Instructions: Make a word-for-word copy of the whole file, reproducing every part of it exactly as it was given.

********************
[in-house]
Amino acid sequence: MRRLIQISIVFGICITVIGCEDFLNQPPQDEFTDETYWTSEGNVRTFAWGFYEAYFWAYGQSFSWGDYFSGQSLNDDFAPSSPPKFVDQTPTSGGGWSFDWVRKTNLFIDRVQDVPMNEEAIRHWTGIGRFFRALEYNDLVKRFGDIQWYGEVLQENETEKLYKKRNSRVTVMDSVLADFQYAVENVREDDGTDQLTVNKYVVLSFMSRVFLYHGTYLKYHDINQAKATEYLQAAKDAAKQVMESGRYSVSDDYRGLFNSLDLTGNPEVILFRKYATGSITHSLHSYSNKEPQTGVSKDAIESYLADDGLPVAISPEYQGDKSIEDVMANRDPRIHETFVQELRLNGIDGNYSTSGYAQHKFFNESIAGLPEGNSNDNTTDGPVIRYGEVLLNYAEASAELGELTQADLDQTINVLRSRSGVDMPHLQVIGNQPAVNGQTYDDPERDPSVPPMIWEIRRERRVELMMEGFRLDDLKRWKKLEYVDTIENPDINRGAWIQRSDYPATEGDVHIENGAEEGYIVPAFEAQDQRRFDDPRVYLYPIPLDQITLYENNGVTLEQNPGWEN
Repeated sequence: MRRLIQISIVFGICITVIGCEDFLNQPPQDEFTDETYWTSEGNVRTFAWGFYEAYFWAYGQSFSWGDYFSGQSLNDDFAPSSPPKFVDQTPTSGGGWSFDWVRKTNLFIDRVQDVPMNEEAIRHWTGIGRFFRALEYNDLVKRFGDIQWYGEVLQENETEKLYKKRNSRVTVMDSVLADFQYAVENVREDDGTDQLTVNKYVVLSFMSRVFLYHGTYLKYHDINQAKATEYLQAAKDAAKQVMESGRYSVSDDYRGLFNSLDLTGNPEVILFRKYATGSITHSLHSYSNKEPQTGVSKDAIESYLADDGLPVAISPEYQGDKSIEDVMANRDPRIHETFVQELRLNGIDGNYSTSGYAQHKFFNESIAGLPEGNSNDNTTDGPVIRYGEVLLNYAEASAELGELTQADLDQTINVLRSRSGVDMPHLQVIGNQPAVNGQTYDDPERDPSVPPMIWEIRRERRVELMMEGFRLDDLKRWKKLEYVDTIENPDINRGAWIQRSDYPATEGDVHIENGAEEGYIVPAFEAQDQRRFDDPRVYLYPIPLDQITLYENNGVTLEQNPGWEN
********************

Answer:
[in-house]
Amino acid sequence: MRRLIQISIVFGICITVIGCEDFLNQPPQDEFTDETYWTSEGNVRTFAWGFYEAYFWAYGQSFSWGDYFSGQSLNDDFAPSSPPKFVDQTPTSGGGWSFDWVRKTNLFIDRVQDVPMNEEAIRHWTGIGRFFRALEYNDLVKRFGDIQWYGEVLQENETEKLYKKRNSRVTVMDSVLADFQYAVENVREDDGTDQLTVNKYVVLSFMSRVFLYHGTYLKYHDINQAKATEYLQAAKDAAKQVMESGRYSVSDDYRGLFNSLDLTGNPEVILFRKYATGSITHSLHSYSNKEPQTGVSKDAIESYLADDGLPVAISPEYQGDKSIEDVMANRDPRIHETFVQELRLNGIDGNYSTSGYAQHKFFNESIAGLPEGNSNDNTTDGPVIRYGEVLLNYAEASAELGELTQADLDQTINVLRSRSGVDMPHLQVIGNQPAVNGQTYDDPERDPSVPPMIWEIRRERRVELMMEGFRLDDLKRWKKLEYVDTIENPDINRGAWIQRSDYPATEGDVHIENGAEEGYIVPAFEAQDQRRFDDPRVYLYPIPLDQITLYENNGVTLEQNPGWEN
Repeated sequence: MRRLIQISIVFGICITVIGCEDFLNQPPQDEFTDETYWTSEGNVRTFAWGFYEAYFWAYGQSFSWGDYFSGQSLNDDFAPSSPPKFVDQTPTSGGGWSFDWVRKTNLFIDRVQDVPMNEEAIRHWTGIGRFFRALEYNDLVKRFGDIQWYGEVLQENETEKLYKKRNSRVTVMDSVLADFQYAVENVREDDGTDQLTVNKYVVLSFMSRVFLYHGTYLKYHDINQAKATEYLQAAKDAAKQVMESGRYSVSDDYRGLFNSLDLTGNPEVILFRKYATGSITHSLHSYSNKEPQTGVSKDAIESYLADDGLPVAISPEYQGDKSIEDVMANRDPRIHETFVQELRLNGIDGNYSTSGYAQHKFFNESIAGLPEGNSNDNTTDGPVIRYGEVLLNYAEASAELGELTQADLDQTINVLRSRSGVDMPHLQVIGNQPAVNGQTYDDPERDPSVPPMIWEIRRERRVELMMEGFRLDDLKRWKKLEYVDTIENPDINRGAWIQRSDYPATEGDVHIENGAEEGYIVPAFEAQDQRRFDDPRVYLYPIPLDQITLYENNGVTLEQNPGWEN